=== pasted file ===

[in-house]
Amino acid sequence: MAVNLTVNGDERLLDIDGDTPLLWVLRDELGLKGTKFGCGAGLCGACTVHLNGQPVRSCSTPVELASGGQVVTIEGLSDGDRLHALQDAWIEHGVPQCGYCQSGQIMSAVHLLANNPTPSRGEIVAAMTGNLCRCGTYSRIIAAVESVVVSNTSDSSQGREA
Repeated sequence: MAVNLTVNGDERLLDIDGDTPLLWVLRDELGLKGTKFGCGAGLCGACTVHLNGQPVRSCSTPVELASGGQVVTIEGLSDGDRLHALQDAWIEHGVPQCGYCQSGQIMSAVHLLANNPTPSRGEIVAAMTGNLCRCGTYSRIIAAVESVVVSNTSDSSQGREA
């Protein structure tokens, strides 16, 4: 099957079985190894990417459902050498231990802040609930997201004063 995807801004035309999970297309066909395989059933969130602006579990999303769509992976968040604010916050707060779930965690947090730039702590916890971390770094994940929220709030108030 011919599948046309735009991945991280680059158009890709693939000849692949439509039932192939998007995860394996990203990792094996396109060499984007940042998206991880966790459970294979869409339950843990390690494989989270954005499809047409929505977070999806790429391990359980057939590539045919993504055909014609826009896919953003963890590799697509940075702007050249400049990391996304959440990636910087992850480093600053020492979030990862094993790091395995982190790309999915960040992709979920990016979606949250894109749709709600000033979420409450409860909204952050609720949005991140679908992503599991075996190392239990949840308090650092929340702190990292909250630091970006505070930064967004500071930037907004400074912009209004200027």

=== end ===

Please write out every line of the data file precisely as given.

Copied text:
[in-house]
Amino acid sequence: MAVNLTVNGDERLLDIDGDTPLLWVLRDELGLKGTKFGCGAGLCGACTVHLNGQPVRSCSTPVELASGGQVVTIEGLSDGDRLHALQDAWIEHGVPQCGYCQSGQIMSAVHLLANNPTPSRGEIVAAMTGNLCRCGTYSRIIAAVESVVVSNTSDSSQGREA
Repeated sequence: MAVNLTVNGDERLLDIDGDTPLLWVLRDELGLKGTKFGCGAGLCGACTVHLNGQPVRSCSTPVELASGGQVVTIEGLSDGDRLHALQDAWIEHGVPQCGYCQSGQIMSAVHLLANNPTPSRGEIVAAMTGNLCRCGTYSRIIAAVESVVVSNTSDSSQGREA
């Protein structure tokens, strides 16, 4: 099957079985190894990417459902050498231990802040609930997201004063 995807801004035309999970297309066909395989059933969130602006579990999303769509992976968040604010916050707060779930965690947090730039702590916890971390770094994940929220709030108030 011919599948046309735009991945991280680059158009890709693939000849692949439509039932192939998007995860394996990203990792094996396109060499984007940042998206991880966790459970294979869409339950843990390690494989989270954005499809047409929505977070999806790429391990359980057939590539045919993504055909014609826009896919953003963890590799697509940075702007050249400049990391996304959440990636910087992850480093600053020492979030990862094993790091395995982190790309999915960040992709979920990016979606949250894109749709709600000033979420409450409860909204952050609720949005991140679908992503599991075996190392239990949840308090650092929340702190990292909250630091970006505070930064967004500071930037907004400074912009209004200027």